Linking entrepreneurial spirit with social objectives

Making our economic model more sustainable starts with a more responsible business behaviour which is why I backed the Commission proposals for a more stringent financial market regulation and co-sponsored a renewed strategy for more corporate social responsibility. We presented a new Social Business Initiative recognising the potential of entrepreneurship in helping to address social challenges in innovative ways. As a follow up, we proposed to further strengthen the microfinance facility in the period after 2013 and to extend possible funding support to social enterprises. This was actually the first year of the Progress Microfinance Facility in action. In cooperation with the EIF, it started to operate in 1/3 of the Member States – a process that has to be continued in a robust way. Beyond social business and CSR, I continue to explore the potential contribution of the social economy to our employment and social policy objectives.

Taking action to create Youth Opportunities

The crisis has hit a large number of people and youngsters looking for work are one of the groups suffering most. At the end of 2011, 22 % was the youth unemployment rate for EU-27, with two Member States reporting more than 40 % and several above 25%. That is why the Commission presented a new "Youth Opportunities Initiative" setting out concrete actions for 2012 and 2013 namely to help young people find a first job and focusing on a better use of the EU budgetary resources mainly from the ESF for this purpose. We can also do better to help Member States take up best practice from others.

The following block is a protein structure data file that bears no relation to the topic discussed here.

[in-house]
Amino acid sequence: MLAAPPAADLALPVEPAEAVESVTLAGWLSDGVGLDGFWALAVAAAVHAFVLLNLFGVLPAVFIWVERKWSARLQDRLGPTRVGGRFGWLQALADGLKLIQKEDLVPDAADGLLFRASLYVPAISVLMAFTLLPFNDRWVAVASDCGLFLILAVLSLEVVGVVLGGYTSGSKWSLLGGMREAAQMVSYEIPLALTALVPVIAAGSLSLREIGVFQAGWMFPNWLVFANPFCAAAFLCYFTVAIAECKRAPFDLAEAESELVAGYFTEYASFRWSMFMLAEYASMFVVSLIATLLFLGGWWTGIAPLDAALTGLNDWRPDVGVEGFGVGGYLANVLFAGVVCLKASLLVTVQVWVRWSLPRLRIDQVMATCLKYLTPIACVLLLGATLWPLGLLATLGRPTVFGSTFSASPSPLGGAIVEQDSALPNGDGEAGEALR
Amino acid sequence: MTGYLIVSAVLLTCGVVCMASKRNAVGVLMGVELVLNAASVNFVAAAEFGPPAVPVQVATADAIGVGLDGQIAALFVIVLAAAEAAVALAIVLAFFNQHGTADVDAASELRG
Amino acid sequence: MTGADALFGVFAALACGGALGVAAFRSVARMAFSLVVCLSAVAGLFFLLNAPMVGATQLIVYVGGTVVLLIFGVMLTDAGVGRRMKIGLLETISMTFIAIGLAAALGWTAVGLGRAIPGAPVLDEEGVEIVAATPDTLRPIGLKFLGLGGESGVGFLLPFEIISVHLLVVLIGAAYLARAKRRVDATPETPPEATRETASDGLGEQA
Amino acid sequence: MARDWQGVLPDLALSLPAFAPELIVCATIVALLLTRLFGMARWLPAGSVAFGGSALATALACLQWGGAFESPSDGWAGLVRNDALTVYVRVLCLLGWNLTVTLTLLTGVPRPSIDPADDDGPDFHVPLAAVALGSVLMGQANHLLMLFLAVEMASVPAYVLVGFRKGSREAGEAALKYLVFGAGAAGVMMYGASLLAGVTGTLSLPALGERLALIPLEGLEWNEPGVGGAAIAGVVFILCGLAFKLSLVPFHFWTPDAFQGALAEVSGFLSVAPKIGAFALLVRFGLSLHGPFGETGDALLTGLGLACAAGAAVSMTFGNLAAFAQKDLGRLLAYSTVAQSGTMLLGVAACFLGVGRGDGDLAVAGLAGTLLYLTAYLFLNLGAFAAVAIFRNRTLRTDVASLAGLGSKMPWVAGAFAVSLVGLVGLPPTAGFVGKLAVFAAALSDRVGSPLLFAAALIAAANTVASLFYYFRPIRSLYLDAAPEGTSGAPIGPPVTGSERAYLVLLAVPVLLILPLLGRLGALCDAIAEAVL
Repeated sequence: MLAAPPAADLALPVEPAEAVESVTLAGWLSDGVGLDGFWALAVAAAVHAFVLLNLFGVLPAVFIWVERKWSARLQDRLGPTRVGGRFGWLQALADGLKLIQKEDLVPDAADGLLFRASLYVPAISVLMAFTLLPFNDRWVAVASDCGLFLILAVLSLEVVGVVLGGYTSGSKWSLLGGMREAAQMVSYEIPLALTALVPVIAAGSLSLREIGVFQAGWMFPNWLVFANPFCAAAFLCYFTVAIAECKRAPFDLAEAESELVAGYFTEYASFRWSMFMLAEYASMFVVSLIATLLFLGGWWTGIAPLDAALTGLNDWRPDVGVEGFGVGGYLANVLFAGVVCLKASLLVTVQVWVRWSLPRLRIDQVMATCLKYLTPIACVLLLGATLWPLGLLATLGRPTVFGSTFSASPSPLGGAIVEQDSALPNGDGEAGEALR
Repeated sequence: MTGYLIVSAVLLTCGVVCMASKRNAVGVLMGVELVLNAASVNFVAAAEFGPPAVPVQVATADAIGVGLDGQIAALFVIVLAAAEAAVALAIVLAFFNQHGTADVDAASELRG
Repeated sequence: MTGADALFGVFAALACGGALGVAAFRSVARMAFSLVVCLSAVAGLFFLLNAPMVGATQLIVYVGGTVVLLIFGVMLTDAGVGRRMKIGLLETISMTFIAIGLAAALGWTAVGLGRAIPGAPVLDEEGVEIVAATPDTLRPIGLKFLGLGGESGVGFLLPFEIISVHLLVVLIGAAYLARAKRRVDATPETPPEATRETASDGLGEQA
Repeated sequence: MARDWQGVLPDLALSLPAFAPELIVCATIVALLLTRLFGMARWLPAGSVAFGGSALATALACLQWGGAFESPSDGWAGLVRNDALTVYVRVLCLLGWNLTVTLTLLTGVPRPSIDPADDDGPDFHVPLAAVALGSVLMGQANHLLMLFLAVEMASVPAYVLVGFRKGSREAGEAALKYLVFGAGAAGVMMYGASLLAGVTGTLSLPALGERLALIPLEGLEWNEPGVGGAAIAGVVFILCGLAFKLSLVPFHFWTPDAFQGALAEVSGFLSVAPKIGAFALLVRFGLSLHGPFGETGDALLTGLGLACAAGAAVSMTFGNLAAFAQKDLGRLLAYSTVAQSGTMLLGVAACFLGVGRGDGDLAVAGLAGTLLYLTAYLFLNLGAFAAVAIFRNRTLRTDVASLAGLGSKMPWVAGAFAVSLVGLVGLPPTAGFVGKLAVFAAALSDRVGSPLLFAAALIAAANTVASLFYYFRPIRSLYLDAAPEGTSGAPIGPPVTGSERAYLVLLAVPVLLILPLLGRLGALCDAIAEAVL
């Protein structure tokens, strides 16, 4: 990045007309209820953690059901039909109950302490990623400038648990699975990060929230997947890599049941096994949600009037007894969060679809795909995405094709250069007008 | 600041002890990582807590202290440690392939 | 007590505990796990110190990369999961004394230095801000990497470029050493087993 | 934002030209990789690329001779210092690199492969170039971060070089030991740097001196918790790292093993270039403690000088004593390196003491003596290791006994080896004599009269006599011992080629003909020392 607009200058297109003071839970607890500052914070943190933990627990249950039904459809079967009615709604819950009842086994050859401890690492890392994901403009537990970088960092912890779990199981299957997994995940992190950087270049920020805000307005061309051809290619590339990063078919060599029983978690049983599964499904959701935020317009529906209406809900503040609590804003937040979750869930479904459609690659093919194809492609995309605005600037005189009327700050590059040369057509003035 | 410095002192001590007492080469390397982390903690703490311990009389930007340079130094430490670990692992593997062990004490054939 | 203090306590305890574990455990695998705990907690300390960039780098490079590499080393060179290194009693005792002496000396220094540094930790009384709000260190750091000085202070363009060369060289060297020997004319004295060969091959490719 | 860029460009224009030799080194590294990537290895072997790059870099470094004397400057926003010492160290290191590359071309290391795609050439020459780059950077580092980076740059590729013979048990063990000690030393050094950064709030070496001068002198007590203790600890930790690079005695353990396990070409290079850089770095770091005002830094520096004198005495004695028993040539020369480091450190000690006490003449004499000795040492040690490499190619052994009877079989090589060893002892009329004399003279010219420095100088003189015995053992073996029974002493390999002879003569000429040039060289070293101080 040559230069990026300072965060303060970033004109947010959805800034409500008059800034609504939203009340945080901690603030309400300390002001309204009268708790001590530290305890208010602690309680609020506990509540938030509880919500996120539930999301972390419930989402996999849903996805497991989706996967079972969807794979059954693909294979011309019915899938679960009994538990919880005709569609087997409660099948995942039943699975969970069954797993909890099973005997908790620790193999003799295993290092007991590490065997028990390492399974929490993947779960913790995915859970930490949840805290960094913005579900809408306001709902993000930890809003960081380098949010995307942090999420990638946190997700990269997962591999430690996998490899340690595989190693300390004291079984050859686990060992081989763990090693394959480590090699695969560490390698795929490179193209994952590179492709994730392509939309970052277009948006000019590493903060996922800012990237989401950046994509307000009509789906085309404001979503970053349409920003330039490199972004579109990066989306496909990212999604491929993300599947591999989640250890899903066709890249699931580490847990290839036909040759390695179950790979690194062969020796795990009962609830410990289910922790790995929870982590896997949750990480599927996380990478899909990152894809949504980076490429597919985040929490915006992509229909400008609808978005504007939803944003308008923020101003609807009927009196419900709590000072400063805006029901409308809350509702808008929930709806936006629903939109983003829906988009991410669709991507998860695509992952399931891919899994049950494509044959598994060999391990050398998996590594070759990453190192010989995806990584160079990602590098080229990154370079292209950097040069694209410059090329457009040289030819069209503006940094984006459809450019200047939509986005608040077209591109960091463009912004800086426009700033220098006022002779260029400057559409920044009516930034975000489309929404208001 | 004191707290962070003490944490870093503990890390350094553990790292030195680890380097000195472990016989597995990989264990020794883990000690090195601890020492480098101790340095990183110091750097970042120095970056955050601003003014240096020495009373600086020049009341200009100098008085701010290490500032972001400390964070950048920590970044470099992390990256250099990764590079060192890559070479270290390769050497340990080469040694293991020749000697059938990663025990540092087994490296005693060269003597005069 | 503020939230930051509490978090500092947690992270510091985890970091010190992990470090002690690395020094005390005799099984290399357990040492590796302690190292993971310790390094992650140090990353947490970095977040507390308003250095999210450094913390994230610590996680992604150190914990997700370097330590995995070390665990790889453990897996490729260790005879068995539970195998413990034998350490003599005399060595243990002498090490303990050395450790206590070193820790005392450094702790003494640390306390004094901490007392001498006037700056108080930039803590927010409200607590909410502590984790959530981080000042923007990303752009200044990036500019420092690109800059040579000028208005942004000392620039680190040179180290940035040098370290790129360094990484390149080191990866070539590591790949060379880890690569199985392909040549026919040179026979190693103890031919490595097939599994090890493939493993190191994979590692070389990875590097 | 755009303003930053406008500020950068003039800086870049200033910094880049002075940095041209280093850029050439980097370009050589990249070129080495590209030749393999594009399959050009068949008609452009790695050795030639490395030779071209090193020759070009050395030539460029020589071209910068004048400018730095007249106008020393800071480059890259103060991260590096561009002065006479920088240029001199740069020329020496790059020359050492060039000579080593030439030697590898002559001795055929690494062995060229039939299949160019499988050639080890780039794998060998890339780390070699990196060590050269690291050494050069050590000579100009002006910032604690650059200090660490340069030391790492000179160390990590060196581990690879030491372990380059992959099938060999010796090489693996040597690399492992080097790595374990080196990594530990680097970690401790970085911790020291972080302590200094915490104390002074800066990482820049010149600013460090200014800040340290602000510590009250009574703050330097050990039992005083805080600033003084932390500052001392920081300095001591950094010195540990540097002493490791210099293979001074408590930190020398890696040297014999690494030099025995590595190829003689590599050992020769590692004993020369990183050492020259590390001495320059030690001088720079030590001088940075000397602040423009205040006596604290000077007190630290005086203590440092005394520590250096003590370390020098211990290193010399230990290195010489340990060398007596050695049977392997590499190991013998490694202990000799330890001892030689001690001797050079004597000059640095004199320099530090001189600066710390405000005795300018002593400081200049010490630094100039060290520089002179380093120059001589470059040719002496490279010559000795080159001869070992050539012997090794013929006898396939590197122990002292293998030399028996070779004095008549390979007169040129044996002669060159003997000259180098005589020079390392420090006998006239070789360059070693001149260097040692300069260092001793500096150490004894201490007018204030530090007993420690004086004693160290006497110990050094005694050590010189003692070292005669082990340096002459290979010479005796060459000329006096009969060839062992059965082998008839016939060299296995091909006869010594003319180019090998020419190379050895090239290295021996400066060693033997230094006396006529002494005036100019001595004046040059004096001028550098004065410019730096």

Youth unemployment was also at the core of the discussions at the G20 Labour and Employment Ministers Meeting in September where I presented European policies under the Europe 2020 Strategy, and where we agreed to establish a Task Force on Youth Unemployment. The first results should be delivered soon under the Mexican G20 Presidency. In February 2012, I had the privilege to speak about youth employment in the United Nations, in New York.

Preparing for active ageing

Improving the employability of older workers and encouraging active ageing are set out as essential for reaching the EU employment rate target of 75 % by 2020. Active ageing policies will help to discourage early retirement, stimulate lifelong learning, adapt working conditions to the needs of older workers and provide care for the elderly. In July, I delivered an introduction to a College orientation debate on Europe's demography, to develop the common policy framework on ageing in a broad context. All the necessary work has been carried out to launch the 2012 European Year on active ageing and solidarity between generations. As an opening action of the Year from the side of the College, the White Paper on Pensions was prepared for adoption.